An audience member at a TV Brexit debate has gone viral after being caught on camera performing a dramatic eye-roll behind Nigel Farage, despite having voted to leave herself.
"The Irish position remains consistent and v clear that a "time-limited backstop" or a backstop that could be ended by United Kingdom unilaterally would never be agreed to by Ireland or the European Union", Irish Foreign Minister Simon Coveney said on Twitter.
The Brexit negotiations have turned out to be tougher than expected for both sides, with neither able to agree on major points such as the Irish border and post-Brexit economic relations.
May told Varadkar that there would need to be a mechanism through which the backstop could be brought to an end, a spokesman from her office said in a statement.
It would also keep Northern Ireland in the customs union of the EU, as long insisted by the bloc.
The Sunday Times said May's cabinet would meet on Tuesday to discuss her plan and that she hoped there would be enough progress by Friday for the European Union to announce a special summit. The prime minister has been clear that we are making good progress on the future relationship and 95 percent of the withdrawal agreement is now settled. We want to close that gap.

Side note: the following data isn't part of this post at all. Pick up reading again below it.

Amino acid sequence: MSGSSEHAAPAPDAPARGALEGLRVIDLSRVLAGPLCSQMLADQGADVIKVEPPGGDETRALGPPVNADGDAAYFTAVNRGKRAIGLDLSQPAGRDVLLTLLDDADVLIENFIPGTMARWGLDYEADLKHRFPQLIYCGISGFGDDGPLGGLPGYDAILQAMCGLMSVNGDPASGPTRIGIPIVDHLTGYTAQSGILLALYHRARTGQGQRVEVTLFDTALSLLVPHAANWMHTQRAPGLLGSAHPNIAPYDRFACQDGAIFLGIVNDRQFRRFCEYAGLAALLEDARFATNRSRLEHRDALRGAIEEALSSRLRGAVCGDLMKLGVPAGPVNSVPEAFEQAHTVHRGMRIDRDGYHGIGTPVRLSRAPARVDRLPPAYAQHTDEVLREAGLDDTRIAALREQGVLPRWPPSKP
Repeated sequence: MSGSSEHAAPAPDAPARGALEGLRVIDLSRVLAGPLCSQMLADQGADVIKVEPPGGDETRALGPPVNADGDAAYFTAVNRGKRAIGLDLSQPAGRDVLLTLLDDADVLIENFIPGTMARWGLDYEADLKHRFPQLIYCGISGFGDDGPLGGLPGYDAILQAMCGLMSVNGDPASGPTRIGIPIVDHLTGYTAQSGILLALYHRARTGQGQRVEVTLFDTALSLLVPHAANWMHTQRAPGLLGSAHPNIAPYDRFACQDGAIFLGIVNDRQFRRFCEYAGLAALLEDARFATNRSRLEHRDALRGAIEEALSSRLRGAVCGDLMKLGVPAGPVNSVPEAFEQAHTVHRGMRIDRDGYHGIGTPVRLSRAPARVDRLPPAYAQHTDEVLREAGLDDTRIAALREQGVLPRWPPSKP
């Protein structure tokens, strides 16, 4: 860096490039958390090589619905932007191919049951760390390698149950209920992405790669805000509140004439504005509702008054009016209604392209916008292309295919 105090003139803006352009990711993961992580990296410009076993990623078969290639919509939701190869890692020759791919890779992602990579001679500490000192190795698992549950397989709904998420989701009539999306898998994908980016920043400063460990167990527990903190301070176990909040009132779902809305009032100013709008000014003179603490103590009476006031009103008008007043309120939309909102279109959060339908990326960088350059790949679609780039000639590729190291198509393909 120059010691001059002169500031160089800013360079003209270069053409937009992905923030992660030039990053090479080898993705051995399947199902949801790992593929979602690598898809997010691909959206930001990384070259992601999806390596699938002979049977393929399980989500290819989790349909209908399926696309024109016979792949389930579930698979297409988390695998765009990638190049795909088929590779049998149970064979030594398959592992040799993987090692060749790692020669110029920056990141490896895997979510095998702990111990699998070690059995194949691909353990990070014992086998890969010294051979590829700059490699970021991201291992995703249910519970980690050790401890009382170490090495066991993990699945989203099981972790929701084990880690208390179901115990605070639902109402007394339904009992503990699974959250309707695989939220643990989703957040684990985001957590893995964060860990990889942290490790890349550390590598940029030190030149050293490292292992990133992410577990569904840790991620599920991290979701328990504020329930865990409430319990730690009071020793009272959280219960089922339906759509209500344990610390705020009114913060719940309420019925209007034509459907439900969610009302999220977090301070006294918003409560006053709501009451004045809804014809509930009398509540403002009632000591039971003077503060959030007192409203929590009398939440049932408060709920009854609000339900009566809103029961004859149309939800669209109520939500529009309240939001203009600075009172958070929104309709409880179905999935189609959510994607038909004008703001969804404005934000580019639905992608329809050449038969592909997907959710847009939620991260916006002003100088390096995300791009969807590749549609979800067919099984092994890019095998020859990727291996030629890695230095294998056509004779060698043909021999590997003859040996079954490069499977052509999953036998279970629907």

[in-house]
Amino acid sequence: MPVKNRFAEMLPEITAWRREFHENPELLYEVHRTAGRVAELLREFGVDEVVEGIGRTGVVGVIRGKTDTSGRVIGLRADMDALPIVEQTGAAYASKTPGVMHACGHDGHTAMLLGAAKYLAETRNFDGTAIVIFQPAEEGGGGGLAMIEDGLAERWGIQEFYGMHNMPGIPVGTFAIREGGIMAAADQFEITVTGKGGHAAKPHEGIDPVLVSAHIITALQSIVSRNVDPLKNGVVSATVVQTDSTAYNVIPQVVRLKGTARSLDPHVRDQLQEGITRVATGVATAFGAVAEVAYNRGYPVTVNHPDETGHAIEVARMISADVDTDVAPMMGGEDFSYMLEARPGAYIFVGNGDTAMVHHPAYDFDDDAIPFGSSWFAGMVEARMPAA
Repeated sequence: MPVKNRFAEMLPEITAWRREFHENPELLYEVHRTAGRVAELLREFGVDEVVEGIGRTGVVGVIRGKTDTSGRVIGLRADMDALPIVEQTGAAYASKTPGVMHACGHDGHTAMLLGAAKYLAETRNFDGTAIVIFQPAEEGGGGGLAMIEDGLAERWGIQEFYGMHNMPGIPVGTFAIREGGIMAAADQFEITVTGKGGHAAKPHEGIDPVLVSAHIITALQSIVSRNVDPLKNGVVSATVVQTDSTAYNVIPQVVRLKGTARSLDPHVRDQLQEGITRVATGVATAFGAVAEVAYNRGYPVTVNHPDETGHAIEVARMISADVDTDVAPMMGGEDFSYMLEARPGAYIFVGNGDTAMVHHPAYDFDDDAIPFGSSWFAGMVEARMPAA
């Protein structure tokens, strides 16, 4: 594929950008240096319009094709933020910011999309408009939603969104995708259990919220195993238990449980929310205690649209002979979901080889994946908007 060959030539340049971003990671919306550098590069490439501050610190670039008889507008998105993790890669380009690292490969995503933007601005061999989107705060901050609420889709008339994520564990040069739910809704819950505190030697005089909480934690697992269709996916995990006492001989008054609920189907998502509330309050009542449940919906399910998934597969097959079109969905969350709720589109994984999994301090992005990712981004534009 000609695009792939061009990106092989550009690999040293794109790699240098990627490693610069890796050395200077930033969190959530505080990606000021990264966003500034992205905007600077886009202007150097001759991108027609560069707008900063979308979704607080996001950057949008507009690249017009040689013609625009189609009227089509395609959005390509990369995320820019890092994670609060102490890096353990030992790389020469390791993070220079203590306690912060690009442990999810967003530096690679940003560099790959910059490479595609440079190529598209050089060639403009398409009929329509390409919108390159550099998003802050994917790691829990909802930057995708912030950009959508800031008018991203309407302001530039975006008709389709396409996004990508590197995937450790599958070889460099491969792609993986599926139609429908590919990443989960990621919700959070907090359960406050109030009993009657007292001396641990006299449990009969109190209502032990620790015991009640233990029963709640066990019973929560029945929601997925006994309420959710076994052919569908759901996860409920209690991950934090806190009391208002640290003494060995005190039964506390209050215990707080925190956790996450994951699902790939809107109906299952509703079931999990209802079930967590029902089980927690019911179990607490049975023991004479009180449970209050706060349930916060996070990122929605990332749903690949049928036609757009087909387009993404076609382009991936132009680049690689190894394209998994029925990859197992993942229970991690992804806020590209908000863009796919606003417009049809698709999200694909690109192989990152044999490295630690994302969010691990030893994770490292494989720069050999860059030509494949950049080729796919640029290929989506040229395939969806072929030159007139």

Parliament would then vote on the deal in December.
Mighty Winx wins record fourth Cox Plate
Chapman caused a stir at the barrier draw for the Cox Plate when he questioned whether Winx was entitled to be rated the world's best racehorse.
Scottish National Party Shetland branch chairman Iain Malcolmson said that many folk he had talked to had changed their minds since the referendum. European Union diplomats said they doubted a deal could be completed in time for a tentatively scheduled summit on November 17-18, but that it could perhaps come a week later.
The phone call followed a report by Britain's Daily Telegraph newspaper that May's Brexit Minister Dominic Raab had privately demanded the right to pull Britain out of the backstop after three months.
The crucial test inside Cabinet will be if Mrs May can persuade Attorney-General Geoffrey Cox to back her plan.
But some of Britain's biggest corporate names have had enough of the government's handling of the negotiations.
Ahead of Mrs May's cabinet meeting, sources here said the situation was at its "most sensitive yet" and she will be "dancing on the head of a pin" to secure agreement on the deal in her government.
Their efforts were likely bolstered again on Sunday when Mr Arron Banks, the insurance businessman whose millions of pounds of donations to a pro-Brexit campaign are being investigated by police, gave a typically combative interview to The Andrew Marr Show. Not with a deal apparently so close at hand.